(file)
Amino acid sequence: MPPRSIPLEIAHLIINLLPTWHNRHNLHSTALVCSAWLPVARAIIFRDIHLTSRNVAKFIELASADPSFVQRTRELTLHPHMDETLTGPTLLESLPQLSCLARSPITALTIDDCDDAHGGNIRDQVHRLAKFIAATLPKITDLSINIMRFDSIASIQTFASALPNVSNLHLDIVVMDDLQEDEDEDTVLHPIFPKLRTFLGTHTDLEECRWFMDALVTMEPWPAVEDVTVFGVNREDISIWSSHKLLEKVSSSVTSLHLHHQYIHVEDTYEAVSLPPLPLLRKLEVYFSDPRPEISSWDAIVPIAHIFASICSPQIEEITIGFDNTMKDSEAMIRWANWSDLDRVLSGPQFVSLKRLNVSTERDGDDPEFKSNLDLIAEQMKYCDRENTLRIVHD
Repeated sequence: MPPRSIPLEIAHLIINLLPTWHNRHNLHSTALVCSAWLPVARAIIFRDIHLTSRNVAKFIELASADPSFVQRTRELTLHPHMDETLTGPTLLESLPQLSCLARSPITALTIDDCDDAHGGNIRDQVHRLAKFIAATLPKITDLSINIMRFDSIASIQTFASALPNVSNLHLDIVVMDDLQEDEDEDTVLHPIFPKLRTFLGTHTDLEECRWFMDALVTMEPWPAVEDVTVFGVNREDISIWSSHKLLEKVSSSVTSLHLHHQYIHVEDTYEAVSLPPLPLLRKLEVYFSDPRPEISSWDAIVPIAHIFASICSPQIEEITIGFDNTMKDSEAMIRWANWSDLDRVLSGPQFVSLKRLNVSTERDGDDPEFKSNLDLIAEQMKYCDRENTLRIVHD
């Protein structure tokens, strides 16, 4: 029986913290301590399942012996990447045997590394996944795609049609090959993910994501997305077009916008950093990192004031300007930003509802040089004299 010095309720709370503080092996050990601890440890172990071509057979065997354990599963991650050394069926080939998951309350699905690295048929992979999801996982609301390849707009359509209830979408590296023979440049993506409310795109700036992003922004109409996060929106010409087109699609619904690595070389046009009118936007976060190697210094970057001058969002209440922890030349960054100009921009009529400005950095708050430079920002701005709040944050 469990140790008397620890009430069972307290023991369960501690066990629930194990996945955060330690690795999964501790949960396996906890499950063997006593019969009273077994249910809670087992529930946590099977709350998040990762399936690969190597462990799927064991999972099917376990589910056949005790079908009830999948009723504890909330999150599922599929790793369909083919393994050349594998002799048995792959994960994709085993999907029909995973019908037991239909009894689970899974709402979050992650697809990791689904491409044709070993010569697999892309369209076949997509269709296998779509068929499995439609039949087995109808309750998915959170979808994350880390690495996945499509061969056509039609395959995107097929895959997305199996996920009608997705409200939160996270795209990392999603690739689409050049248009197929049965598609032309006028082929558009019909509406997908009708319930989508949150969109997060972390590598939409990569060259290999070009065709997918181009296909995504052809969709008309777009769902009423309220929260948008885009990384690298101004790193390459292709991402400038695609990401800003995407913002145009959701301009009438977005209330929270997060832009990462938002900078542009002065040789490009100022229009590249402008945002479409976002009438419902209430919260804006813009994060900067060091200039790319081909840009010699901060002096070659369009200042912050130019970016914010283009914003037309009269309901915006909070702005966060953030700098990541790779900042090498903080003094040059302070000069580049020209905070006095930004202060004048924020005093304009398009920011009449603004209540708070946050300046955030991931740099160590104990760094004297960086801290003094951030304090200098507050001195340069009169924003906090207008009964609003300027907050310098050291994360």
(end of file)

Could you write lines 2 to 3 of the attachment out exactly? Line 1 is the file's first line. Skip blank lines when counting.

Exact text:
Repeated sequence: MPPRSIPLEIAHLIINLLPTWHNRHNLHSTALVCSAWLPVARAIIFRDIHLTSRNVAKFIELASADPSFVQRTRELTLHPHMDETLTGPTLLESLPQLSCLARSPITALTIDDCDDAHGGNIRDQVHRLAKFIAATLPKITDLSINIMRFDSIASIQTFASALPNVSNLHLDIVVMDDLQEDEDEDTVLHPIFPKLRTFLGTHTDLEECRWFMDALVTMEPWPAVEDVTVFGVNREDISIWSSHKLLEKVSSSVTSLHLHHQYIHVEDTYEAVSLPPLPLLRKLEVYFSDPRPEISSWDAIVPIAHIFASICSPQIEEITIGFDNTMKDSEAMIRWANWSDLDRVLSGPQFVSLKRLNVSTERDGDDPEFKSNLDLIAEQMKYCDRENTLRIVHD
């Protein structure tokens, strides 16, 4: 029986913290301590399942012996990447045997590394996944795609049609090959993910994501997305077009916008950093990192004031300007930003509802040089004299 010095309720709370503080092996050990601890440890172990071509057979065997354990599963991650050394069926080939998951309350699905690295048929992979999801996982609301390849707009359509209830979408590296023979440049993506409310795109700036992003922004109409996060929106010409087109699609619904690595070389046009009118936007976060190697210094970057001058969002209440922890030349960054100009921009009529400005950095708050430079920002701005709040944050 469990140790008397620890009430069972307290023991369960501690066990629930194990996945955060330690690795999964501790949960396996906890499950063997006593019969009273077994249910809670087992529930946590099977709350998040990762399936690969190597462990799927064991999972099917376990589910056949005790079908009830999948009723504890909330999150599922599929790793369909083919393994050349594998002799048995792959994960994709085993999907029909995973019908037991239909009894689970899974709402979050992650697809990791689904491409044709070993010569697999892309369209076949997509269709296998779509068929499995439609039949087995109808309750998915959170979808994350880390690495996945499509061969056509039609395959995107097929895959997305199996996920009608997705409200939160996270795209990392999603690739689409050049248009197929049965598609032309006028082929558009019909509406997908009708319930989508949150969109997060972390590598939409990569060259290999070009065709997918181009296909995504052809969709008309777009769902009423309220929260948008885009990384690298101004790193390459292709991402400038695609990401800003995407913002145009959701301009009438977005209330929270997060832009990462938002900078542009002065040789490009100022229009590249402008945002479409976002009438419902209430919260804006813009994060900067060091200039790319081909840009010699901060002096070659369009200042912050130019970016914010283009914003037309009269309901915006909070702005966060953030700098990541790779900042090498903080003094040059302070000069580049020209905070006095930004202060004048924020005093304009398009920011009449603004209540708070946050300046955030991931740099160590104990760094004297960086801290003094951030304090200098507050001195340069009169924003906090207008009964609003300027907050310098050291994360």